By Hannah Steinberg ’16
Have you ever wondered what bacteria eat? The answer to this question is as diverse as the bacterial kingdom itself. Bacterial species absorb nutrients from their surrounding environments. Many microbes that live in the ground get what they need to survive from organic molecules found in the soil, and the commensal bacteria that live in your gut ingest resources from the food that you eat yourself. Cyanobacteria can even create their own food sources from sunlight using photosynthesis, just like plants. Chemoautotrophs live in some of the most extreme environments, like deep sea vents, and can survive off of inorganic substances alone, such as sulfur or ammonia. But predatory bacteria get the nutrients they need by feasting on other bacteria.
Groups of cells in one species of predatory bacteria, Myxococcus xanthus, work together in packs to “hunt” other bacterial species. M. xanthus hunts in colonies of thousands of cells (colloquially referred to as “wolf packs”) that form a biofilm and move together to inhabit their prey’s territory and lyse (rupture) the prey cells in order to get the nutrients they need to survive. This spectacular phenomenon is shown in the video below.
Other species of predatory bacteria work individually to make use of their prey. Bdellovibrio bacteriovorus bacteria invade prey cells by burrowing a small hole in their outer membrane. B. bacteriovorus make a home in the space between their prey’s outer and inner membranes. There, they consume various elements from their prey, including proteins and nucleic acids. B. bacteriovorus grow and replicate inside their host cell for a number of days until the prey is lysed, releasing the original bacterial predator and its progeny so they can hunt again.
Micavibrio aeruginosavorus is another species of predatory bacteria that do not invade their prey, but attach themselves to the outside of a prey cell. From here, M. aeruginosavorus can leach nutrients from its victim (thus earning the nickname “vampire bacteria”), eventually causing the prey cell to die.
Micavibrio aeruginosavorus (yellow) is shown preying on a Pseudomonas aeruginosa bacterium (purple). Photo credit: Daniel Kadouri, University of Medicine and Dentistry of New Jersey
Because of their ability to debilitate a large variety of gram-negative bacteria, both B. bacteriovorus and M. aeruginosavorus have been suggested as an alternative to modern day antibiotics. A number of pathogens circulating in humans today, especially those that spread in hospitals, are resistant to at least one, often many, and sometimes nearly all, of the antibiotic drugs we have. Today, the evolution of drug-resistance in bacteria outpaces the discovery of new antibiotics. This has created the need for alternative ways of fighting bacterial infections.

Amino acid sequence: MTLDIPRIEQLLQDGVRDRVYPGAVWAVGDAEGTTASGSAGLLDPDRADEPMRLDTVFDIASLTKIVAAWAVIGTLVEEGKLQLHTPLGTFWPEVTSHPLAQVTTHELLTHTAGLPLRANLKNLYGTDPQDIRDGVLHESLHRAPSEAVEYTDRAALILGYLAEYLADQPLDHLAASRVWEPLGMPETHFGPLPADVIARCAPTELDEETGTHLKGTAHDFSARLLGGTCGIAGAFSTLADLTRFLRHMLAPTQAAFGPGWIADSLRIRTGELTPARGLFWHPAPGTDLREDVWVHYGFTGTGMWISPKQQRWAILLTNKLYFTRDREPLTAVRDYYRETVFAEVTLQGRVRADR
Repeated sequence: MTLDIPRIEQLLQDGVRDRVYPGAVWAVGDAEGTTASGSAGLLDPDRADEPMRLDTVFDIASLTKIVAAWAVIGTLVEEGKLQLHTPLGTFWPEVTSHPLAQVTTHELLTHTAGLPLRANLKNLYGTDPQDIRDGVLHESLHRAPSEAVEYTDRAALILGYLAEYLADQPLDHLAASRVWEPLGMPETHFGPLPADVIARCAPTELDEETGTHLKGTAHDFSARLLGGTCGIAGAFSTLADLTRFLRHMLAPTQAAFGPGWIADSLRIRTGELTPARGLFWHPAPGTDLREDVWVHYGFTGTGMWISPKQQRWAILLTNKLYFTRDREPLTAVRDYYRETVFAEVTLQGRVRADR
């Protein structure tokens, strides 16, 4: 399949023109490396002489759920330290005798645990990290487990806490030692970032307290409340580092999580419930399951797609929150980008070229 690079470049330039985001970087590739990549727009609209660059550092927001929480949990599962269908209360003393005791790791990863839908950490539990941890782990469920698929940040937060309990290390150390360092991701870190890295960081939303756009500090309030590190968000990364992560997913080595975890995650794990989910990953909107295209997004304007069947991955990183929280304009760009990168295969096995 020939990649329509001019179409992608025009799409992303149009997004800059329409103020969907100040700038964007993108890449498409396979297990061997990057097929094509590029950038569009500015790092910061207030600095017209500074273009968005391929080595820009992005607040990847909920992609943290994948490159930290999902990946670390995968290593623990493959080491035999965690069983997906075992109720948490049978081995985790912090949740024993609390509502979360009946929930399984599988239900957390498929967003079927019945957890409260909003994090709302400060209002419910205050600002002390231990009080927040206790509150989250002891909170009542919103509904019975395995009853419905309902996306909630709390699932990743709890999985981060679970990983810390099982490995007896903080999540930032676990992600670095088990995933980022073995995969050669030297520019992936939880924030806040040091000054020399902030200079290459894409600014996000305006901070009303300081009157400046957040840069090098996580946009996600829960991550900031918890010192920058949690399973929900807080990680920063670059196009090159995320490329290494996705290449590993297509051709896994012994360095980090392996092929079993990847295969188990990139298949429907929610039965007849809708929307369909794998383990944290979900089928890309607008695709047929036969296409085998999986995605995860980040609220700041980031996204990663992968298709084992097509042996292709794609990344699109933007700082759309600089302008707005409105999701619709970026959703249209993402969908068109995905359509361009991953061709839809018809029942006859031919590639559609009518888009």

A study published in 2013 demonstrated that B. bacteriovorus and/or M. aeruginosavorus are capable of killing gram-negative bacteria that cause illnesses including pneumonia, certain opportunistic infections, and food poisoning, even if they are resistant to multiple antibiotic drugs.
Because it is difficult to predict the consequences of these predatory bacteria on all of the bacteria that live in the human body (especially the gut), it has been suggested that this form of treatment be mainly considered for topical uses. Another 2013 paper studied the potential efficacy of these bacteria to fight eye infections. It found that B. bacteriovorus and M. aeruginosavorus are capable of killing eye pathogens, and furthermore, that they have no effect on human eye cell cultures.
Another risk to public health is not just the natural evolution of multidrug-resistant bacteria in hospitals, but also the construction of them as a means of bioterrorism. If a community was attacked with a strain of bacteria that was designed to be resistant to all known drugs, these predatory bacteria may be able to stop mass death. With an ever-increasing fear of terrorism throughout the globe, a paper released this past December by doctors at Rutgers University examines the merit of using B. bacteriovorus and M. aeruginosavorus to combat a bioterrorism attempt using a number of gram-negative pathogens.
The study assessed the ability of these predatory bacteria to kill Yersinia pestis, Burkholderia mallei, Burkholderia pseudomallie, and Brucella melitensis. These bacteria are responsible for causing Plague, Glanders, Melioidosis, and Brucellosis respectively. Plague is normally carried by fleas, and the latter three diseases affect primarily people in close proximity to domesticated farm animals. These pathogens can also be spread via aerosols however, making them prime candidates for bioterrorism. The Rutgers study found that predatory bacteria are capable of killing the pathogens that cause both Plague and Glanders, but are not able to disable the pathogens that cause Melioidosis and Brucellosis. Furthermore, these bacteria are able to lyse only gram-negative bacteria, and would not be effective against a number of other suspects for bioterrorism. Bacillus anthracis (the culprit of anthrax), for example, is a gram-positive bacterium and would not be susceptible to B. bacteriovorus or M. aeruginosavorus.
Predatory bacteria may not be the ideal alternative to antibiotics, as they could have unknown effects on the helpful microbes in the body, and are effective only against some gram-negative pathogens. Nonetheless, predatory bacteria could have the ability to take down multidrug-resistant pathogens (whether manufactured accidentally or by terrorists) that we have no other defenses against. They could also be a useful tool in fighting topical and ocular infections. Predatory bacteria are not only unique in their ability to prey on other bacteria for nutrients, but could have important biomedical and national security functions.